The fosterer stays in a house with a garden. So we figured the best place for Molly to be in is the outside kitchen where she has access to the garden for her toilet, shelter from the elements while having her own privacy until she gets used to the family and the dogs. For now, we put her on a long leash as we cannot chance the possibility of her escaping. The first thing Molly did was to explore the whole place and went to the furthest corner that her leash allowed her to and did her business. She then went back to the area underneath the sink and laid down. The other dogs were rather curious about her and in the first week, one by one, they went to check Molly out, though not going too close as though they understood she needed time to get used to them. 

Stepping apprehensively out of the carrier into her temporary sanctuary

Extremely fearful and unsure of her fate
It is common for rescue dogs to constantly plot their escapes for the first initial weeks, so for now, Molly is still on a long leash.

The first thing that she did when being let out of the carrier was to make a dash to the furthest corner of the back yard to pee and poop. She makes an effort to stay clean in spite of her disability and difficulty to move around.

Still emaciated even after our efforts to fatten her up

She feels safest in the corner right under the sink

Molly's mobility is not limited although she only has 3 legs

I now visit Molly twice a week at the foster's home. And each time I go, I see improvements: in her health, in her general being, in her behavior towards me. During the first week, Molly was always hiding underneath the counter and was very defensive whenever her leash was moved. Since then, I have seen her walk about, interacting with the other dogs and she seemed so much more at ease. Her wound has healed beautifully and her scar is practically invisible. Her healthy appetite continues and she has put on some weight.  I have been grooming her the last couple of weeks, she really enjoys having her ears cleaned and she would close her eyes as I brush her face and her head. With the recent removal of the ecollar, Molly became more comfortable to being touched and patted. I can now easily pat her anywhere and she has fallen asleep many times while I was stroking her head. What I really love about her is that she really seems to listen when being spoken to, giving me her undivided attention and she looks like she understands everything I tell her.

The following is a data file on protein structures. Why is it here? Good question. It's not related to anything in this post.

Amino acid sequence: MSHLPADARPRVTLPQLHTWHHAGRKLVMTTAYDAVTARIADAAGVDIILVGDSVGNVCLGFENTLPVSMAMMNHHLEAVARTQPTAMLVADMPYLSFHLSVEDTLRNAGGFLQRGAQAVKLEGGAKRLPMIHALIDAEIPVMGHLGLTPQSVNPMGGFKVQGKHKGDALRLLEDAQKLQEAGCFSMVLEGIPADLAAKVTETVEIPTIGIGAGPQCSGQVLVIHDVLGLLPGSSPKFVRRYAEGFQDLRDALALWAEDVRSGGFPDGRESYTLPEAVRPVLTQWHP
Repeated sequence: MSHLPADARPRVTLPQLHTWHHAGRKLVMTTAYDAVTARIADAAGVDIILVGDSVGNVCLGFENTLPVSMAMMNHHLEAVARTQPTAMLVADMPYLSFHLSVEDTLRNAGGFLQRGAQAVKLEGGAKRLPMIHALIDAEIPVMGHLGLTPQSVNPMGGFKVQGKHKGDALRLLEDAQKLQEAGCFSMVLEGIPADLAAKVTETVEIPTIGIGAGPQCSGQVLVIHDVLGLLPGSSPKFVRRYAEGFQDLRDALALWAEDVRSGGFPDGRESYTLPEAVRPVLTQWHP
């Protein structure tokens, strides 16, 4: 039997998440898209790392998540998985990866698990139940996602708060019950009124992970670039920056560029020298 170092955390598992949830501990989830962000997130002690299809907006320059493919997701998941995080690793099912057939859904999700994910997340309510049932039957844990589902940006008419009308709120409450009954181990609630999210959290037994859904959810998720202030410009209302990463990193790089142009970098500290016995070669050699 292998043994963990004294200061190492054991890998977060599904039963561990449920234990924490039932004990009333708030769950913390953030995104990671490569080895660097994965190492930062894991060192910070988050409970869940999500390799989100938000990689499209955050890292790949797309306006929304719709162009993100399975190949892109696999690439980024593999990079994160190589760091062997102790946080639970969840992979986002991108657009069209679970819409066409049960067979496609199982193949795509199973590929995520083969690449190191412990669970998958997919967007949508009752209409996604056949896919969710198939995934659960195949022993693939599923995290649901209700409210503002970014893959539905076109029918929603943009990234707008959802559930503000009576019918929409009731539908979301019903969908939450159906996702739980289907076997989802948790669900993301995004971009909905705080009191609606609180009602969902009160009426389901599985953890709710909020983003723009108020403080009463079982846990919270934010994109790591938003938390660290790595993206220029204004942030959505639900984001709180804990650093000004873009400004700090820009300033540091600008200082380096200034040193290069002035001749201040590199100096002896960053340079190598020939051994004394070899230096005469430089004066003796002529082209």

Displaying obvious contentment at being loved and groomed

Wound has healed very nicely

Molly is still wary of humans, of any sudden movements made towards her. She might give a low growl when you touch her if she didn't want to be touched but she has never bitten anyone before. She will need time, a lot of time, to warm up to a person. But given what has happened to her, I think Molly is doing amazingly well... to cope with the trauma of being caught in a trap, escaping from it, bearing with the severe pain of an open wound for at least a week, undergoing surgery, losing a limb, staying at the clinic, adapting to a new environment... and who knows what other hardships she has endured before being rescued…

Molly is so much happier now after the removal of her E-collar. I think I can see a shadow of a smile here. Can you see it too?

Please give Molly a home 

Molly needs someone who is patient, someone who can understand that time is needed to gain her trust, to realize her capacity for love, someone who can guide her in the ways to becoming part of a family... I wish the very best for her and that happiness will follow her  in every step of her life. 
To adopt Molly, please email fiona@hopedogrescue.org

Story courtesy of Leslie Kok. Photograph credits: Leslie Kok & Esther Low.
Our first post on Molly was recently picked up the press and published in Lianhe Zaobao on 5 August 2012

Note from Fiona : I would like to thank everyone who has shown concern for Molly. In any rescue, its not just about one person. It's many people, for that one dog. Dogs are my life; without them, I would be "jobless"! Many people are involved and everyone plays a role; be it the caller who informed us, the generous donors or our volunteers. Everyone fits into this rescue jigsaw and each role is equally important and meaningful. Special thanks to Leslie who has patiently, slowly but surely, won Molly's trust. And Ann, who graciously offered to foster Molly till she finds her forever home. Thank you.